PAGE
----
In a novel proof of concept study, published on the bioRxiv* preprint server, U.S. researchers used attenuated influenza viral particles that express severe acute respiratory syndrome coronavirus 2 (SARS-CoV-2) receptor-binding domain to induce neutralizing antibodies in mice – unveiling another viable vaccine candidate for preventing coronavirus disease (COVID-19).
Colorized scanning electron micrograph of an apoptotic cell (blue) infected with SARS-COV-2 virus particles (red), isolated from a patient sample. Image captured at the NIAID Integrated Research Facility (IRF) in Fort Detrick, Maryland. Credit: NIAID
The unprecedented spread and seriousness of the disease caused by the SARS-CoV-2 virus put the need for effective control measures in the spotlight. An effective, safe, and scalable vaccine is the most promising option to limit the dire public-health impact of COVID-19.
The influenza virus represents a promising and already studied platform for vaccine development. More specifically, not only attenuated influenza viruses are already used as vaccines against influenza itself, but well-established reverse genetics systems enable the incorporation of foreign genes into the influenza genome.
Furthermore, intranasal infection with influenza induces mucosal immune responses not only within the respiratory tract but also in other mucosal surfaces, which may prove crucial for SARS-CoV-2. Finally, the infrastructure for large-scale production of influenza virions for vaccine usage already exists.
In this study, the researchers from Fred Hutchinson Cancer Research Center set out to incorporate a membrane-anchored form of SARS-CoV-2 receptor-binding domain (RBD) into the influenza genome.
Developing influenza-virus-based vaccine platform
The aforementioned RBD of the SARS-CoV-2 spike glycoprotein represents a key antigen candidate for SARS-CoV-2 vaccines, as it is small in size, demonstrates autonomous folding, and induces the production of potent neutralizing antibodies against SARS-CoV-2.
The researchers engineered the neuraminidase segment of the A/WSN/33 influenza virus in order to replace the neuraminidase coding sequence with a sequence coding for the membrane-anchored RBD. The derived construct was named ΔNA(RBD).
Then, the reverse-genetics approach was utilized to generate influenza virions encoding the ΔNA(RBD) segment, which was named ΔNA(RBD)-Flu. Alongside the ΔNA(RBD) segment, these viruses harbored the hemagglutinin (H.A.) segment from the A/Aichi/2/1968 (H3N2) influenza strain.
“We next set out to determine if cells transfected with the membrane-anchored RBD gene or infected with ΔNA(RBD)-Flu expressed RBD on their surface,” further explain study authors in their bioRxiv paper.
“To do this, we transfected cells with a mammalian protein expression plasmid encoding the membrane-anchored RBD or the SARS-CoV-2 spike glycoprotein – lacking the last 21 amino acids of the cytoplasmic tail”, they add.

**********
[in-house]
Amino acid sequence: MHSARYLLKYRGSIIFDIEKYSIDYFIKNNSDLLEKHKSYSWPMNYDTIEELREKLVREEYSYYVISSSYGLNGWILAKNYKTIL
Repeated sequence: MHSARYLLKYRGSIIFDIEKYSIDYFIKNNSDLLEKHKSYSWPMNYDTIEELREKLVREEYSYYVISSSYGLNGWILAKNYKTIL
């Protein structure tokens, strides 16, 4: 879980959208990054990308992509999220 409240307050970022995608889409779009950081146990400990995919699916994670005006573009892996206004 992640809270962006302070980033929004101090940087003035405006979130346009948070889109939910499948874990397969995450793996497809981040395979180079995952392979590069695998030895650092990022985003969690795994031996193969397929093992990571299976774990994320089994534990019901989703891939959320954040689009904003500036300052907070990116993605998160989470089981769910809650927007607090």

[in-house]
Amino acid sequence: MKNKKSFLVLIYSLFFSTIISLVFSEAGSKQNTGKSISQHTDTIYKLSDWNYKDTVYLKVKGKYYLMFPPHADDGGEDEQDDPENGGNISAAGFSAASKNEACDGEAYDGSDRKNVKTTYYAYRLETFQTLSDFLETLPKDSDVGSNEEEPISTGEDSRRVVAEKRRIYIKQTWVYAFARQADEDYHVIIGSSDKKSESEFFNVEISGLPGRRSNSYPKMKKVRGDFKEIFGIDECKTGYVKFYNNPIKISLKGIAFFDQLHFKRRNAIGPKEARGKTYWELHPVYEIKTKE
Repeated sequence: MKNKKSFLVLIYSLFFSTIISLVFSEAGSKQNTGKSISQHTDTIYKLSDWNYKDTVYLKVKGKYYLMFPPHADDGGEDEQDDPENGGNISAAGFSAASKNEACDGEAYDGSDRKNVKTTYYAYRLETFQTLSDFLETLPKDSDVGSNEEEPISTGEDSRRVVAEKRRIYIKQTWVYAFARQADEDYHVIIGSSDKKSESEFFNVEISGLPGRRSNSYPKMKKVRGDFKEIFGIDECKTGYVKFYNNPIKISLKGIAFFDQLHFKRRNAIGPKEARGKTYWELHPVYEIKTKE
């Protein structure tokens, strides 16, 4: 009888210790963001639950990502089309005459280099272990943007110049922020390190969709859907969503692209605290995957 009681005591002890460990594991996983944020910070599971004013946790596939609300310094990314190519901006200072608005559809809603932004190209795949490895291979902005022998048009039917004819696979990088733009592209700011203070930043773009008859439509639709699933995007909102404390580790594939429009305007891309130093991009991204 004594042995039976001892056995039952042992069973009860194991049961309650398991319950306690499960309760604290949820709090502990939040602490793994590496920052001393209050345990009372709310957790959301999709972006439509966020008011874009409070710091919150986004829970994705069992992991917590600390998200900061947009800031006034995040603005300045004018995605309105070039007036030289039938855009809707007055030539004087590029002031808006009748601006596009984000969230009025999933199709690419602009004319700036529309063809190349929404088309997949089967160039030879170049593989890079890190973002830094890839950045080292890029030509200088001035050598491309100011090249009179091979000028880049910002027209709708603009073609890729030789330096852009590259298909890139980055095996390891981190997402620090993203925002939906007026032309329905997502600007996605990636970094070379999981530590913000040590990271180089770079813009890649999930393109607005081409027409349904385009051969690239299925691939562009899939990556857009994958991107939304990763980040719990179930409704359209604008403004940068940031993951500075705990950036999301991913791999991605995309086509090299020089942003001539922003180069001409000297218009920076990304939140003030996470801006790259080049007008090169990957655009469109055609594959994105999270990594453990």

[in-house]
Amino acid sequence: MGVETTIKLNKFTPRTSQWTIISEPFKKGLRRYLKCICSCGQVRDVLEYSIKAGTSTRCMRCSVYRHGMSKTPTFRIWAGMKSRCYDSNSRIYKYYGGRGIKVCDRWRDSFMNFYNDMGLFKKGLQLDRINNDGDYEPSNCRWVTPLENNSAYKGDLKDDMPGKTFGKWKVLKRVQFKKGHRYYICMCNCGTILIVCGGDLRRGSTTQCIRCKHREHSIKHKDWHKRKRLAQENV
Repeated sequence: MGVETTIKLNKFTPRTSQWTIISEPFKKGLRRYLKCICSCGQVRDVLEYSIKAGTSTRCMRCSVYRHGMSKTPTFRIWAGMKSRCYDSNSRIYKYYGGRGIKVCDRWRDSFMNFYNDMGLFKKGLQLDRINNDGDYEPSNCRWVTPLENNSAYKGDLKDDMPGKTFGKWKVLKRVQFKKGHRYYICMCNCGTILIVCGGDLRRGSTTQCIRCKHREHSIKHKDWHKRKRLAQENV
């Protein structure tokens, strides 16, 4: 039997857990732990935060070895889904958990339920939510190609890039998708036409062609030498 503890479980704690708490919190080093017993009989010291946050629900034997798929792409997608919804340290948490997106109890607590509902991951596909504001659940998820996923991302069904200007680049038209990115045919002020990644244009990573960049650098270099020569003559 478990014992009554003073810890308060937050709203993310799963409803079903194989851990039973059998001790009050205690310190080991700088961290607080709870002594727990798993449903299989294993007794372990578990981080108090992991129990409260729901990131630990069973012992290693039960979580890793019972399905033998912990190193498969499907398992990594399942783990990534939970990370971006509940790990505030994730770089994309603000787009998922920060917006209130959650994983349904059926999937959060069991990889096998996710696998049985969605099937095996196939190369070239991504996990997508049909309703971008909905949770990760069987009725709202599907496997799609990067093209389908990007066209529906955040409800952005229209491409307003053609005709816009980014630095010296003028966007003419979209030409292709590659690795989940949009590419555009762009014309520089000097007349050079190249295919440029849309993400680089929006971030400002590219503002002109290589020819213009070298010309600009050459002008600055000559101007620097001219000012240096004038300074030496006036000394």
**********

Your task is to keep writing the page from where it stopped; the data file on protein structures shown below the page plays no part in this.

To determine whether the ΔNA(RBD)-Flu virus successfully induces an anti-RBD antibody response in vivo, the researchers intranasally infected four groups of four mice. Finally, they have tested if the mice had also mounted an immune response to the influenza virus by performing viral neutralization assays.
A ‘double whammy’ approach
This study has shown that ΔNA(RBD)-Flu virus can stably maintain the gene encoding the RBD over multiple passages, while the cells infected with this constructed virus express high levels of RBD on their surface.
Furthermore, the intranasal inoculation of mice with a single dose of ΔNA(RBD)-Flu elicited neutralizing antibodies against SARS-CoV-2 in mice, with titers akin to those observed in humans after natural infection or administration of two doses of an mRNA-based vaccine in recent clinical trials.
Remarkably, the ΔNA(RBD)-Flu elicited these neutralizing antibody titers after only a single intranasal inoculation, and also at a viral dose that is much lower than those typically used for live-attenuated influenza vaccines.
“It, therefore, seems possible that neutralizing antibody titers against SARS-CoV-2 could be further enhanced by using a higher viral dose in a single inoculation, and/or by boosting either with recombinant RBD or a second administration of a ΔNA(RBD)-Flu variant containing a different H.A. protein”, say study authors.
Implications and advantages
Vaccines based on ΔNA(RBD)-Flu have a myriad of possible advantages. As already mentioned, the vaccine successfully induces neutralizing antibodies after using just one dose, while mucosal immune responses may be pivotal for protective immunity against SARS-CoV-2.
Moreover, it might be feasible to leverage additional known influenza-virus engineering approaches to generate virions that express N.A. as well as RBD, serving in turn as dual influenza and SARS-CoV-2 vaccines.
Finally, there is already existing infrastructure for large scale production of influenza-virus based vaccines. And since one of the significant hurdles in front of a COVID-19 vaccine is scaling and global distribution, this could indeed be a viable option to produce live-virus vaccines similar to ΔNA(RBD)-Flu at scale.
bioRxiv publishes preliminary scientific reports that are not peer-reviewed and, therefore, should not be regarded as conclusive, guide clinical practice/health-related behavior, or treated as established information.